In Praise Of Achievement

Jim Blasingame If you were to refer to someone who had acquired wealth, fame, position, credentials, etc., you would probably use some variation of the word "success." But there is another word, achieve, that you could have used, because it means essentially the same thing: to accomplish a desired result. Indeed, Webster is unable to define either of these without using the other.

So, why don't we use achieve as often as we use success? Well, perhaps it's because of the kinds of words they are. Achieve is a transitive verb, meaning it must have an object to go with it, as in, achieve a master's degree. And not only is success a noun, which makes it handier than a verb, even succeed, which is a verb, is actually an intransitive verb, which means it doesn't need an object - it can stand alone. Yes, achievement is a noun, too, but you wouldn't say, she was achievement. (Don't be too impressed - I'm not an expert grammarian - I looked all this up.)

Sexy Wins Again
But grammar isn't the real reason success trumps achieve. The reason is because achieve is just not as sexy a word as success. In describing accomplishment, achieve is me in a gray flannel suit, and success is Ricky Martin in a red-hot salsa outfit.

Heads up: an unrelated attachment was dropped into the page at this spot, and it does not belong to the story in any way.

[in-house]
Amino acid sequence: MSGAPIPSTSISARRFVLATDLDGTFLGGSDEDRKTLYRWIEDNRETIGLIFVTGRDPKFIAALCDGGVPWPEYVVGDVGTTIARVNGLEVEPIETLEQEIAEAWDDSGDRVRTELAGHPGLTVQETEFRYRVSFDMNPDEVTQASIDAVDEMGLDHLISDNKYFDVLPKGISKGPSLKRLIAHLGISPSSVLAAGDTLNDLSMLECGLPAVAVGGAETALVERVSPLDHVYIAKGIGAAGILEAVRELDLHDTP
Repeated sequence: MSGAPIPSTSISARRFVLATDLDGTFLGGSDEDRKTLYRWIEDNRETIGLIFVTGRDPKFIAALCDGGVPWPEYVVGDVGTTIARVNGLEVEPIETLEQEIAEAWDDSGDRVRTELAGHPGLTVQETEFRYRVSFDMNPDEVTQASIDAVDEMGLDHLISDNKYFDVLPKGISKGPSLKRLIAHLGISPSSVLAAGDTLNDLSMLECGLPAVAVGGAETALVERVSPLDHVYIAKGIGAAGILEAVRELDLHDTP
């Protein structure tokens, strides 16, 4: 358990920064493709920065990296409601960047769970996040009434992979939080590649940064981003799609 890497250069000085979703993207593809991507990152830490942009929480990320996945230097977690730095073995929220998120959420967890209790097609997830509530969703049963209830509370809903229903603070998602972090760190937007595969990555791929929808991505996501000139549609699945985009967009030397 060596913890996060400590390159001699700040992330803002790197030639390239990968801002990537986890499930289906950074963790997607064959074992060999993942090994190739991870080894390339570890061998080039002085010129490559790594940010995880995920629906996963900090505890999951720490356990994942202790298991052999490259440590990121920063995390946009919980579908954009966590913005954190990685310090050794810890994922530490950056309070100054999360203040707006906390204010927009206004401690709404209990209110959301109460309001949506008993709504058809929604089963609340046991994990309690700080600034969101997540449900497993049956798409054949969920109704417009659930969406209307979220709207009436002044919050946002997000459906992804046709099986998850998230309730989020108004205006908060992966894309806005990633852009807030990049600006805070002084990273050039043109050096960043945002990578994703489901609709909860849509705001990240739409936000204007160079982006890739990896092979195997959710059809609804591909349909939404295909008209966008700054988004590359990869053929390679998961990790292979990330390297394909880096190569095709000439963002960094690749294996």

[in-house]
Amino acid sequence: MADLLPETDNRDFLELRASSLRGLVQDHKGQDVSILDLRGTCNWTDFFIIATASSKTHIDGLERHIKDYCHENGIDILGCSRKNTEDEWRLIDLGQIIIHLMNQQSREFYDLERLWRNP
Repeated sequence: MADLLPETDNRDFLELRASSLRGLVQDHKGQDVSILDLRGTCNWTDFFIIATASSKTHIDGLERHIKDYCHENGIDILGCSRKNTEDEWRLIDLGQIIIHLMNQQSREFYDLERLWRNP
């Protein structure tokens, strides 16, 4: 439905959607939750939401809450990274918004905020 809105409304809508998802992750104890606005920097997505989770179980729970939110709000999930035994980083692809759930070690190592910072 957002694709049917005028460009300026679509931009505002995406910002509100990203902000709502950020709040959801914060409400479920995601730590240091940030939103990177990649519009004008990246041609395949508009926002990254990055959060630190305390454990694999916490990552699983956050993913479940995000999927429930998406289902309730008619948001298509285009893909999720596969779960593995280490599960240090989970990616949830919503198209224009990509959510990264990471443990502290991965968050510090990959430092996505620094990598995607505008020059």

When we think about success, succeed, or successful, we typically are thinking of the end result, as in, standing at the finish line holding the trophy, or the check. But when we think about achievement, unfortunately, there is more of a connotation of work and effort than celebration.

The reason I think it's unfortunate is because accomplishing our goals is more about achievement than success. Anyone who has ever been successful in most endeavors, especially in the marketplace, will tell you it's more about work and effort than about high fives, trophies, and cashing checks. The great actress, Helen Hayes, gave us something to think about when she said, "Always strive for achievement. Forget about success." I'm not going to tell you to forget about success, but I would like for us to start focusing a little more on the concept of achievement.

High Achievement Factors
One of my Brain Trust members has spent a lot of time studying high achievement. B. Eugene Griessman is the author of a number of books and tapes, including the audiotape, The Path To High Achievement. Since I've gotten to know Gene over the past few years, I think I now understand why he chose to use achievement rather than success: Gene knows that having success is much more than the ultimate results of your efforts.